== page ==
In a life spent talking and, above all, listening to the voices of his fellow Americans, he rarely made time for intellectuals. Their eloquence, he said, came too easy. He preferred the “inchoate thought” of people who were never heard. Billy Joe Gatewood, for example, fresh out of eastern Kentucky, a 19-year-old shipping clerk: “The biggest thing on my mind is I work nine hours a day and I come home and the tensions build up and I don’t know how to get it out sometimes.” The black farmer near Tchula, Mississippi: “The Negroes in the South done got to the height of their growthin’. They ain’t getting’ further.” The marine, thinking of Hiroshima, who remembered: “We were sitting on the pier, sharpening our bayonets, when Harry dropped that beautiful bomb. The greatest thing that ever happened.” Or Dolores Dante, a waitress, talking about her work:Some don’t care. When the plate is down you can hear the sound. I try not to have that sound. I want my hands to be right when I serve. I pick up a glass, I want it to be just right…To be a waitress, it’s an art.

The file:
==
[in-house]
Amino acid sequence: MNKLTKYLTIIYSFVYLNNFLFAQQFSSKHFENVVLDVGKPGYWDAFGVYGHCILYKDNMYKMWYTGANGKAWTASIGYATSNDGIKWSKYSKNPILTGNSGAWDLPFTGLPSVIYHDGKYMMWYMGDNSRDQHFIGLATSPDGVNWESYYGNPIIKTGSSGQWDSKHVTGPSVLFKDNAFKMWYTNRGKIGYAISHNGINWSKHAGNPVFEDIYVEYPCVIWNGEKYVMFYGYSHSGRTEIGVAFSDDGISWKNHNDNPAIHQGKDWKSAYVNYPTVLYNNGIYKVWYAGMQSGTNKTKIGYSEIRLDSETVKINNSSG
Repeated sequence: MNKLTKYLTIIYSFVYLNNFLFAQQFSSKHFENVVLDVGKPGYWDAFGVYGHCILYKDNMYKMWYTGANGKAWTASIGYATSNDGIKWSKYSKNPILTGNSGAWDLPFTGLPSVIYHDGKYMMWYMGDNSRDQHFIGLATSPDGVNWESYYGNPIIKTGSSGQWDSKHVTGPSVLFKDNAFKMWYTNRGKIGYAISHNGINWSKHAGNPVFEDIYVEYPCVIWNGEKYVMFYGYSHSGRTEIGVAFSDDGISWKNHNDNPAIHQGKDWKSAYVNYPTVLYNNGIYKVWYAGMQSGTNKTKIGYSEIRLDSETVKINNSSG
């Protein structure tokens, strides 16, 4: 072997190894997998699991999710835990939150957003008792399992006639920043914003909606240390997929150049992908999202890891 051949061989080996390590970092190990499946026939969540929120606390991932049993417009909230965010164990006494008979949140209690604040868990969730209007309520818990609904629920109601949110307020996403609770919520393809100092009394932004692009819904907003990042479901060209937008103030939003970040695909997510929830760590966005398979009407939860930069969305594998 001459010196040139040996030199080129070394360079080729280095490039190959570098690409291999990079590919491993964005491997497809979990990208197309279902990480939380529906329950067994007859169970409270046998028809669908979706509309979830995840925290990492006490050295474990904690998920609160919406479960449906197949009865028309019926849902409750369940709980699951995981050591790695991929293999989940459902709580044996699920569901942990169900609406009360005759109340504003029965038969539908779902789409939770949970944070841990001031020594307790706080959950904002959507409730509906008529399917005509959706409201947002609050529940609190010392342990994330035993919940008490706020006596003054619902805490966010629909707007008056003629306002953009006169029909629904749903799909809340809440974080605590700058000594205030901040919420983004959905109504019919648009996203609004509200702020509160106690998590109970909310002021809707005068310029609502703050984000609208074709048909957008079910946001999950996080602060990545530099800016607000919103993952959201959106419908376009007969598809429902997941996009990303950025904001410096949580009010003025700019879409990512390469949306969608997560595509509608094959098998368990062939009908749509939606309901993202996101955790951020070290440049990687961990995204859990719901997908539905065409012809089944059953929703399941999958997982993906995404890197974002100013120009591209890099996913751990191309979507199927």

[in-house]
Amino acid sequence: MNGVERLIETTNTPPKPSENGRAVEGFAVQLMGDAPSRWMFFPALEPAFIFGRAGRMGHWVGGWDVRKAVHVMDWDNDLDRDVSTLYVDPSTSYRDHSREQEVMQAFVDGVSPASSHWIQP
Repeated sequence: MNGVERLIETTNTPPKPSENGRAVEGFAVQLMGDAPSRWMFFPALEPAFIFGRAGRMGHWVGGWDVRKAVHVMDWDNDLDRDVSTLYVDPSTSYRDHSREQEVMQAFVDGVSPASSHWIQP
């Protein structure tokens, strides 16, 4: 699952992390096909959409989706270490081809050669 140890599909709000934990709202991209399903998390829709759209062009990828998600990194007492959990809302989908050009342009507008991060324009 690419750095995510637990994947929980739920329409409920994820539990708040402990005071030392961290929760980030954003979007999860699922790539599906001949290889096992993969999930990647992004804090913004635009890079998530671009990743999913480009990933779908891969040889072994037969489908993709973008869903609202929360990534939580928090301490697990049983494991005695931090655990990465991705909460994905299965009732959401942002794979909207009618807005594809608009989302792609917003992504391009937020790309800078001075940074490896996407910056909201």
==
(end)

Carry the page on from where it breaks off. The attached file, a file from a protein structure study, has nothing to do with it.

jueves, febrero 19, 2009
In words we trust
El Economist sorprende cada tanto con una dosis de saludable sentimentalismo que parece completamente ajeno a su adn flemático e inglés. Me encontré con la historia de Studs Terkel revisando números viejos de la revista y no pude más que envidiar ese amor profundo por la palabra oral como custodia de la memoria y último refugio de las personas: